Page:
Dr. Emelia J. Benjamin, professor of epidemiology at the Boston University School of Public Health (BUSPH) and of cardiovascular medicine at the BU School of Medicine, will serve as director of a new BU-based center examining atrial fibrillation risk, part of a larger research network funded by the American Heart Association (AHA).
An estimated 6.1 million or more Americans were living with AFib as of 2010, making it the most common heart abnormality in the U.S. That number is expected to rise to 12.1 million by 2030. The AMA has announced research grants totaling more than $28 million to fund research centers focused on understanding the causes of atrial fibrillation (AFib).
The BU center headed by Dr. Benjamin will examine both AFib risk and stroke risk in patients with AFib, with a specific focus on African American individuals. The goal is to advance AFib precision medicine by predicting individuals at risk and providing insights essential to develop effective prevention, treatment, and management strategies.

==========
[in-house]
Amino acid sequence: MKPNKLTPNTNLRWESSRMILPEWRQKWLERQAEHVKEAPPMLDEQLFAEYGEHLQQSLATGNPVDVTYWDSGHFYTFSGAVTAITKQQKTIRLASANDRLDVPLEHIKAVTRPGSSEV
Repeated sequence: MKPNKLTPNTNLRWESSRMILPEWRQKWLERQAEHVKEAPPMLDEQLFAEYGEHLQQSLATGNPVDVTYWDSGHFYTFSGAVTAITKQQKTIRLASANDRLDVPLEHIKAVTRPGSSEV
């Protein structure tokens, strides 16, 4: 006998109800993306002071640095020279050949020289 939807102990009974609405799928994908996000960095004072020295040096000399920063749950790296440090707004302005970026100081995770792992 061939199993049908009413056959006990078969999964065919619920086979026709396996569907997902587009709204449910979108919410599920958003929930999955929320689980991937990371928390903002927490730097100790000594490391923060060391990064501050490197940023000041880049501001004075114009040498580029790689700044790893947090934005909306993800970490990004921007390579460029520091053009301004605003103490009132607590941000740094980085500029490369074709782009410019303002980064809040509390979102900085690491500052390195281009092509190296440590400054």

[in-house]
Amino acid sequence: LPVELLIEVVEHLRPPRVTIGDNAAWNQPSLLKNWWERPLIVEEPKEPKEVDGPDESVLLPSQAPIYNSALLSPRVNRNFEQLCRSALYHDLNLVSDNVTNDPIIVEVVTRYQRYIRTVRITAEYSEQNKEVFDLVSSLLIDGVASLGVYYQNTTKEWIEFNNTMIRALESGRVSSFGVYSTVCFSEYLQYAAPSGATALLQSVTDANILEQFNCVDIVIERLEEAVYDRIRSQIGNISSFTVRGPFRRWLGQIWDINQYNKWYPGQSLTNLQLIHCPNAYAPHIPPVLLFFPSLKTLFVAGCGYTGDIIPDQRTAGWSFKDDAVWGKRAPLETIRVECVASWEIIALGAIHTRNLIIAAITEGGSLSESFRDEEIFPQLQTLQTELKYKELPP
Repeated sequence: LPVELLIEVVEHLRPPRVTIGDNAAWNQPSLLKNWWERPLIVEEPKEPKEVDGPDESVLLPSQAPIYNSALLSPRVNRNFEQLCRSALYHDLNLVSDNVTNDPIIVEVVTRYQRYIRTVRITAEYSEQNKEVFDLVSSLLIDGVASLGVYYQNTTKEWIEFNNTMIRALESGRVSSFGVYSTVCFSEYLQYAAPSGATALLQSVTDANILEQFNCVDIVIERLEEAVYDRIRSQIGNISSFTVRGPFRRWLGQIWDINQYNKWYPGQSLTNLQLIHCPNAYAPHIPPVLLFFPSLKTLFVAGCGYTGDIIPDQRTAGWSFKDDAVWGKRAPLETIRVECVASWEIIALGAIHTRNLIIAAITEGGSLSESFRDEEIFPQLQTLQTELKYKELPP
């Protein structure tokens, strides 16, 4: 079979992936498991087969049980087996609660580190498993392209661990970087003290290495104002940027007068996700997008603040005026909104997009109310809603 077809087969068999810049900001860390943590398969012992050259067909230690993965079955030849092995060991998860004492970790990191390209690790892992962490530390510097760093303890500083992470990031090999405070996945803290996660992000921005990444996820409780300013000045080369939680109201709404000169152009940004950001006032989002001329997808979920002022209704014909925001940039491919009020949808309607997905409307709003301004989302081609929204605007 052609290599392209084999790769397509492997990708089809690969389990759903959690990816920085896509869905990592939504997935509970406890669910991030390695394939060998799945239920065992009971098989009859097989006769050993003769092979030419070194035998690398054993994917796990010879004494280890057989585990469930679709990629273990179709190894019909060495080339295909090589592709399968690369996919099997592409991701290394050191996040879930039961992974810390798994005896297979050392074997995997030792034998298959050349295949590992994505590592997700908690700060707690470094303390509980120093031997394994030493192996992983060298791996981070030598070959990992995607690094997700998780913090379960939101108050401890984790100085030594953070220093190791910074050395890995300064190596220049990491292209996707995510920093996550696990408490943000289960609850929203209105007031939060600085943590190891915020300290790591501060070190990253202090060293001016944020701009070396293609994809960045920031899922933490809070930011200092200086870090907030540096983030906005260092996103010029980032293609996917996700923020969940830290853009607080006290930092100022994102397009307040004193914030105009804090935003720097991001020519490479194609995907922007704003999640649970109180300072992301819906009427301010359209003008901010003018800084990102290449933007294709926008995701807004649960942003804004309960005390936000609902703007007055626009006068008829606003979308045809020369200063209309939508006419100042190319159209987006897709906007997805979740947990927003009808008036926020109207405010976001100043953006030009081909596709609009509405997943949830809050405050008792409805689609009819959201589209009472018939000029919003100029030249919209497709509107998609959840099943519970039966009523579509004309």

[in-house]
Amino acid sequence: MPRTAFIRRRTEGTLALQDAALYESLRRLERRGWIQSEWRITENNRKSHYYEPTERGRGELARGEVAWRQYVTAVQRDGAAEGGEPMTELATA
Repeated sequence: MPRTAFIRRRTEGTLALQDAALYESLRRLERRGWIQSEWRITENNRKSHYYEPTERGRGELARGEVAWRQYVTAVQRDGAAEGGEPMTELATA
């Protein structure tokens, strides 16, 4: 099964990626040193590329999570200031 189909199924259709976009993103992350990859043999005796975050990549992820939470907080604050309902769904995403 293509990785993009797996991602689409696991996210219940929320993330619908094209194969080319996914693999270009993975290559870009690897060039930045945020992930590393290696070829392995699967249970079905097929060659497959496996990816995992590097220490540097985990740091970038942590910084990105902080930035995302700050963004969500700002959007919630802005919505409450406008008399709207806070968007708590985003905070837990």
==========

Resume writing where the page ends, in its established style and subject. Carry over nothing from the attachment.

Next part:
“Establishing these centers with leading investigators from renowned institutions is an important step in discovering biological, genetic, and behavioral connections affecting the occurrence and impact of AFib and stroke related to this common arrhythmia,” said American Heart Association chief science officer Dr. Rose Marie Robertson. “Bringing together the best science while empowering patients to be active participants in their own care should significantly improve the quality of life for those who suffer from AFib.”